Mom found a lump

Denise GraysonDenise Grayson BothellMember Posts: 2,468
edited 30 September, 2007 in Cat Health
Ok, mom is freaking out here. She was petting me and noticed a lump on the upper part of my hind leg. It seems to be about the size of a quarter maybe a bit larger. It doesn\'t seem to hurt or bother me though. She was feeling it to quite some time and I was just enjoying the attention. I did get my vacinnations about a month ago and seemed to do fine with it. Has anyone had this happen to them or can give mom some idea on what it is? She called the vet and the soonest they can see me is Thursday.

Comments

  • SuKoRoSuKoRo SouthernMember Posts: 1,532 ✭✭
    edited 24 September, 2007
    Orca, does the lump feel fixed, hard and irregular in shape or is it soft, smooth and movable?
  • Denise GraysonDenise Grayson BothellMember Posts: 2,468
    edited 24 September, 2007
    Mom felt it again but not for very long. Not because it hurts but because I just don\'t want to sit still right now. It seems to be more hard then soft. It doesn\'t seem to move much. When she feels it she says it doesnt necessarily feel round and raised but when I am walking or your looking, it looks like I am smuggling a small ping pong ball under my fur. It is located on my left hind leg in the meaty section. It doesn\'t seem to bother me though and I have been running around playing. My brother bit me in the butt a few days ago when we were playing. I don\'t think it is a abcess though. It doesn\'t seem hot or tender. Mom got a good feel of it early and even sqeezed it without me even reacting. This is the first time she has noticed it.
  • Melissa FordMelissa Ford Santa CruzMember Posts: 3,914
    edited 24 September, 2007
    It could be a vaccine reaction. Sometimes the Rabies vaccine or the FeLV vaccine can cause lumps that appear shortly after vaccination and should resolve after about 4-8 weeks. It is a good idea to get it checked though as theses lumps can turn into sarcomas and having it checked early is the first step to getting proper treatment. It may be an abscess and in days time you may become lethargic and the lump may rupture. If it's an abscess the center of the "mass" is typically soft. If this is what it seems to be, you need to go in before Thursday. Purring that it is a normal vaccine reaction and nothing more serious.
  • Denise GraysonDenise Grayson BothellMember Posts: 2,468
    edited 24 September, 2007
    Ok I was sitting in my drawer and mom was able to feel the area again. It seems more flat than raised even though it is a noticable lump in my fur. The reason why she is saying flat is the she can put her finger under part of it. when she does this the area she has a hold of (top and underneath) seem to be the same thickness.
  • SuKoRoSuKoRo SouthernMember Posts: 1,532 ✭✭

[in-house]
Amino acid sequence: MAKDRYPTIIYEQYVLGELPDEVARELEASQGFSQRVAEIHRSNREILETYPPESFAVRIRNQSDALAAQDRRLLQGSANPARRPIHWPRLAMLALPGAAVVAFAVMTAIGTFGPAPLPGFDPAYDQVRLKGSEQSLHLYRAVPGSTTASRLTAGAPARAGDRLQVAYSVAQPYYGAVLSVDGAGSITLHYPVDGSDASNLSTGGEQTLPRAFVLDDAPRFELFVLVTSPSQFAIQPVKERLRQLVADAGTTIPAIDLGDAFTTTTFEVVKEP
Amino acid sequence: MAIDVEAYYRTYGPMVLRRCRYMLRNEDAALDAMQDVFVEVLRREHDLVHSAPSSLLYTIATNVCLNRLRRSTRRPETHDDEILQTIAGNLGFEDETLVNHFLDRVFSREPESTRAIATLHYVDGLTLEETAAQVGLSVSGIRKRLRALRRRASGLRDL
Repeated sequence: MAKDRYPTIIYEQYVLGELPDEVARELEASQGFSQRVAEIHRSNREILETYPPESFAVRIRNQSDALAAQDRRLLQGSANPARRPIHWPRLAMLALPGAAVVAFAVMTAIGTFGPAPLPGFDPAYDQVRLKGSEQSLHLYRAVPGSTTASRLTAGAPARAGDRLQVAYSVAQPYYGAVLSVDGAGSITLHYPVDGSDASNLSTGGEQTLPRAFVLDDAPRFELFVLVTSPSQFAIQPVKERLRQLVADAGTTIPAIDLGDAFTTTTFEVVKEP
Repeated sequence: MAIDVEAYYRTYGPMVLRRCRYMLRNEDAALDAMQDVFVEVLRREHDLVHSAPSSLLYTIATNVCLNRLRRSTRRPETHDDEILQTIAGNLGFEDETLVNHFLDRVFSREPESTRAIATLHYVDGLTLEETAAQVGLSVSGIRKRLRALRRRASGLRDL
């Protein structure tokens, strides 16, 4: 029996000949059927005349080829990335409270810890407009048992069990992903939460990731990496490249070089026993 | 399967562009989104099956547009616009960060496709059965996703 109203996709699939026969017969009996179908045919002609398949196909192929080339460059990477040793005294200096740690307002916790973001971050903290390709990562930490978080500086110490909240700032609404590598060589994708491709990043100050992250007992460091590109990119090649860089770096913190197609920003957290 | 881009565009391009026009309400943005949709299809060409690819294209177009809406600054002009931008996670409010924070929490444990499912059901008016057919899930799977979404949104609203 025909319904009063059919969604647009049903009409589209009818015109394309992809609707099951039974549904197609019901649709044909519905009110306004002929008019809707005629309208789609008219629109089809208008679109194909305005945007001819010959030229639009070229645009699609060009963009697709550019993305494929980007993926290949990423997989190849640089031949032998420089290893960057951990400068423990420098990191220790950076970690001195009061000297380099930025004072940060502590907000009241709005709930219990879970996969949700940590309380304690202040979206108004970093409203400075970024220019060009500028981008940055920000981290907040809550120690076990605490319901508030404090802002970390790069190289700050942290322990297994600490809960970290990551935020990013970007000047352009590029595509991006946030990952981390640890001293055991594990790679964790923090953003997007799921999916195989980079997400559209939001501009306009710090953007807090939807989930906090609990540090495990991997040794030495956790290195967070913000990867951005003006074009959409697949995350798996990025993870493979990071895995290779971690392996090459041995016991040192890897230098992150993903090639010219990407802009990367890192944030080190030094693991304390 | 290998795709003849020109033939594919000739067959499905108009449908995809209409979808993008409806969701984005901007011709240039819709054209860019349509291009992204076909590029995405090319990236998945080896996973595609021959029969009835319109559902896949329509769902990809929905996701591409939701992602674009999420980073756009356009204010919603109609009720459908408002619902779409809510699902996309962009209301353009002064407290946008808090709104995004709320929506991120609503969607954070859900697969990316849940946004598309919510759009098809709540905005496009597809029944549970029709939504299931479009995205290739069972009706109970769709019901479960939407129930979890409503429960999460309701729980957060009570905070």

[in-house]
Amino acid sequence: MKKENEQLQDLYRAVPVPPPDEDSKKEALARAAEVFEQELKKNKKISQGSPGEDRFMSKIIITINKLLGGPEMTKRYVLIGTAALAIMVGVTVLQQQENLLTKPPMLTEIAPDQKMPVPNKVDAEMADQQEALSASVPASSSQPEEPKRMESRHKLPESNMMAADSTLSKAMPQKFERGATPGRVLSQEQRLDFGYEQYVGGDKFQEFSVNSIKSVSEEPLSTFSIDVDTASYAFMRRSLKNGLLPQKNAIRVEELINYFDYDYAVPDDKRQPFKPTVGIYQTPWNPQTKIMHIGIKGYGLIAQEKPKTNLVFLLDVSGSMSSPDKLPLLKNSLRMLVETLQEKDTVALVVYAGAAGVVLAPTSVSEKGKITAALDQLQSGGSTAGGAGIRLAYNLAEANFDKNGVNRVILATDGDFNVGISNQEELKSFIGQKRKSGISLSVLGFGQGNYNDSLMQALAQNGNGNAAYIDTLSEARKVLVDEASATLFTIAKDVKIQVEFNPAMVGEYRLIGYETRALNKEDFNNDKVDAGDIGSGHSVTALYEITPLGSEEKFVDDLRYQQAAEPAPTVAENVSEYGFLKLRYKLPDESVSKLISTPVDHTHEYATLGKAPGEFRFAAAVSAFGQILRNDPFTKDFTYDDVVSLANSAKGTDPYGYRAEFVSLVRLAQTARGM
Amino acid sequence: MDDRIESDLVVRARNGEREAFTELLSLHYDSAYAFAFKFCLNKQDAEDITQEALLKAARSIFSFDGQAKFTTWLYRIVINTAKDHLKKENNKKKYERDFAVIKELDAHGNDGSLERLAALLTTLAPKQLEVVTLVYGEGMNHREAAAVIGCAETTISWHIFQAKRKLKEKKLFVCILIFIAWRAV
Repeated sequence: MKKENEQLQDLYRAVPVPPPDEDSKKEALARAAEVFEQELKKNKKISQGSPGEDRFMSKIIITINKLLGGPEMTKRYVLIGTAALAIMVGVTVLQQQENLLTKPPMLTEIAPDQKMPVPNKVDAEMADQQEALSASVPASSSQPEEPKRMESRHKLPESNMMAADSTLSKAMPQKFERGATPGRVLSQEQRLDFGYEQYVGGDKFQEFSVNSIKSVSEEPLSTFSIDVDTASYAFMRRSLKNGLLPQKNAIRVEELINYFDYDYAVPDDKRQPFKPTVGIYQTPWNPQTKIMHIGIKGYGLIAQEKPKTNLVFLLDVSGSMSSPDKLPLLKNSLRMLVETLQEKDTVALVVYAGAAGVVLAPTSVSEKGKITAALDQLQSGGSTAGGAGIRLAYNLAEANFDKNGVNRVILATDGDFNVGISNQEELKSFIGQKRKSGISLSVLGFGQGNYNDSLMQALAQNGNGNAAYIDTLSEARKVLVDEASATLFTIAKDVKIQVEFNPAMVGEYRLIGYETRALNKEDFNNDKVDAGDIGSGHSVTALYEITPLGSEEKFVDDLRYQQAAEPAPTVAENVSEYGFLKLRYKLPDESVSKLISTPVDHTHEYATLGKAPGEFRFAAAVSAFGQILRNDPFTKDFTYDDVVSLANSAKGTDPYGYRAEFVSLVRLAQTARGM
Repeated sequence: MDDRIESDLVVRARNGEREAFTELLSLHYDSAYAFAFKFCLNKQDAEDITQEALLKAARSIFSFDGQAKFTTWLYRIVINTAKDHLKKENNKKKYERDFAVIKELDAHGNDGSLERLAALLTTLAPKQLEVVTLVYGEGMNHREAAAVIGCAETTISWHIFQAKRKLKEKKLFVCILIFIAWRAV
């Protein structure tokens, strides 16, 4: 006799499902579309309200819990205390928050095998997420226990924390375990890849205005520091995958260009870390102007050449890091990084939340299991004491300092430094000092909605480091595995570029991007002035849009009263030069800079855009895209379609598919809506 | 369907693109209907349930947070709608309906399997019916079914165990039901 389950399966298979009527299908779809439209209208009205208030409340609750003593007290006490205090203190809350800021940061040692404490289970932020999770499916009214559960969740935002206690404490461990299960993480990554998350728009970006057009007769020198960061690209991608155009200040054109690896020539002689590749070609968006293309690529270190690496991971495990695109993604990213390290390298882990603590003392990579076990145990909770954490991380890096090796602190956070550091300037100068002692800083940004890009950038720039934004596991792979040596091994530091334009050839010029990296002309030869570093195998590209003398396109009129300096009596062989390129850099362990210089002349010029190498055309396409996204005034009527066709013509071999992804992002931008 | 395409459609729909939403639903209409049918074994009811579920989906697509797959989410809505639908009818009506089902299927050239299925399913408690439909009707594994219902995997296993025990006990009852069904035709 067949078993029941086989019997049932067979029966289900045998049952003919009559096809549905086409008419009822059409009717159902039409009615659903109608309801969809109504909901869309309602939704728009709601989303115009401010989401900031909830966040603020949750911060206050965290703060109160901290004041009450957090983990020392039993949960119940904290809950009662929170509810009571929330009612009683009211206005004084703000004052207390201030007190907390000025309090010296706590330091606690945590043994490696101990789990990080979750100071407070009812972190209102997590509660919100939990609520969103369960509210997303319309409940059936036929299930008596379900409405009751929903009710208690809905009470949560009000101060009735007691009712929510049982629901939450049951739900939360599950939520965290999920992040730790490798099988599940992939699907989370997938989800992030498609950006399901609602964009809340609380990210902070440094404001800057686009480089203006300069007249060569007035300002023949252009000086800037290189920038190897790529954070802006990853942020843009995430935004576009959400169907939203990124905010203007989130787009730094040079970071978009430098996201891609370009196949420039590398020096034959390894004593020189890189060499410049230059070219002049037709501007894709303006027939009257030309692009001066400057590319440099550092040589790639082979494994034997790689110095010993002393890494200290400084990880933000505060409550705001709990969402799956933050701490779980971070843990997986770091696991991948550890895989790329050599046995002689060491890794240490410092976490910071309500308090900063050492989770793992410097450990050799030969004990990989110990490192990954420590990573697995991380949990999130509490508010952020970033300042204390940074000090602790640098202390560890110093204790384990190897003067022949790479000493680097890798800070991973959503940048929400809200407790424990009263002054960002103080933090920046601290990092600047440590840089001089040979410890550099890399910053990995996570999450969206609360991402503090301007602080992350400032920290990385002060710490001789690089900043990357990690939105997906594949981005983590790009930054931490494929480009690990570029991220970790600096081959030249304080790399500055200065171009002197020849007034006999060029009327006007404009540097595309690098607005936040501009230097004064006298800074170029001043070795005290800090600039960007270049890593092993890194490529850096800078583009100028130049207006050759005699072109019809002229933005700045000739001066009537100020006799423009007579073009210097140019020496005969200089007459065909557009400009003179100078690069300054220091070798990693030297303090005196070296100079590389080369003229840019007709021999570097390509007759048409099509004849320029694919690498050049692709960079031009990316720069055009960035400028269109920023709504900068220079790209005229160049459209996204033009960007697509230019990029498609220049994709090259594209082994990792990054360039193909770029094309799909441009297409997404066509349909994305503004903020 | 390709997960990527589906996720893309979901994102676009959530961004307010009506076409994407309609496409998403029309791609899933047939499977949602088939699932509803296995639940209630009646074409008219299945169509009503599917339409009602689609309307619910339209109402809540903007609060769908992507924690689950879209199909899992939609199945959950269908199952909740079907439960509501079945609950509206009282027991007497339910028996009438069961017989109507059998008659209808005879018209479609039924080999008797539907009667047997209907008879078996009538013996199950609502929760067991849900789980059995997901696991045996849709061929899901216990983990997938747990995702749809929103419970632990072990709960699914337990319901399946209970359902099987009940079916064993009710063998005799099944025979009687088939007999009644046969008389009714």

edited 24 September, 2007
    Absolutely listen to Hunter and see your vet. I\'ll just add that since you are describing a lump that\'s not definitely hard and nodular (irregular in shape), at this point in time I wouldn\'t panic. Hopefully it\'s just a temporary bump caused by the shot. Paws crossed and purring that you\'ll be fine.
  • Denise GraysonDenise Grayson BothellMember Posts: 2,468
    edited 24 September, 2007
    Well it seems to feel more like a disc shape (I am not sure what irregular shape would be). It has kinda the feeling of a really thick area of skin. Like I said in my earlier post she was about to put her thumb under it but only in a certain place
  • Shelley CoxShelley Cox CarbondaleMember Posts: 2,752
    edited 24 September, 2007
    This is Delyte. I had an abcess on my neck that I did not even know was there, from "playing" with Stella and her needle-sharp teeth. The vet found it during a checkup. If you play rough it could be something from that. Let's purr that is is nothing serious, because you are just a little kitten! Okay, not so little... :)
  • SuKoRoSuKoRo SouthernMember Posts: 1,532 ✭✭
    edited 24 September, 2007
    A nodular or irregular shaped lump would feel hard and bumpy. That would really set me off to worrying. You are describing a smooth feeling lump, something like a sebaceous cyst that humans get. (I\'m not suggesting it\'s a cyst, just used that as a comparison.) The only way to know for sure what it is is to have it checked by the vet, of course. Purrrrs.
  • Kim WashburnKim Washburn LouisvilleMember Posts: 1,057
    edited 25 September, 2007
    Ask your vet to asperate it and take a sample if you are worried. It sounds like it could even be a fatty bump. I have one and it moves around when mom "mushes" it and stuff. My vet checks it every year and mom checks it out regularly while I get my massages. Mine is just a fatty lump. Ok, no jokes ok. I know I'm a big boy ;) We'll be purring your lump is nothing serious, but please let the vet check it out just to be sure. Purrs, Jack